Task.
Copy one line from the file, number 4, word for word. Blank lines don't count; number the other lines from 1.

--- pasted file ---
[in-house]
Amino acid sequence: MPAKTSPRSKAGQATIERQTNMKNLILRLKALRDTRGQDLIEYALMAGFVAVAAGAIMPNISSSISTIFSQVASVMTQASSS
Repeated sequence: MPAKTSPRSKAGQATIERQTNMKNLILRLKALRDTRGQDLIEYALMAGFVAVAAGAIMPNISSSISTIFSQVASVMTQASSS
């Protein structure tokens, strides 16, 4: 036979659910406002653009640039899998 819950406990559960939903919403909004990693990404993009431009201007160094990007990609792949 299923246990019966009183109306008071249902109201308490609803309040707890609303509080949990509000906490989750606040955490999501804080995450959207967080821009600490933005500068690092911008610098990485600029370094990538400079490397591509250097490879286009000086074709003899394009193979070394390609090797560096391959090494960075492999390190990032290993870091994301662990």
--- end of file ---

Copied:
């Protein structure tokens, strides 16, 4: 036979659910406002653009640039899998 819950406990559960939903919403909004990693990404993009431009201007160094990007990609792949 299923246990019966009183109306008071249902109201308490609803309040707890609303509080949990509000906490989750606040955490999501804080995450959207967080821009600490933005500068690092911008610098990485600029370094990538400079490397591509250097490879286009000086074709003899394009193979070394390609090797560096391959090494960075492999390190990032290993870091994301662990």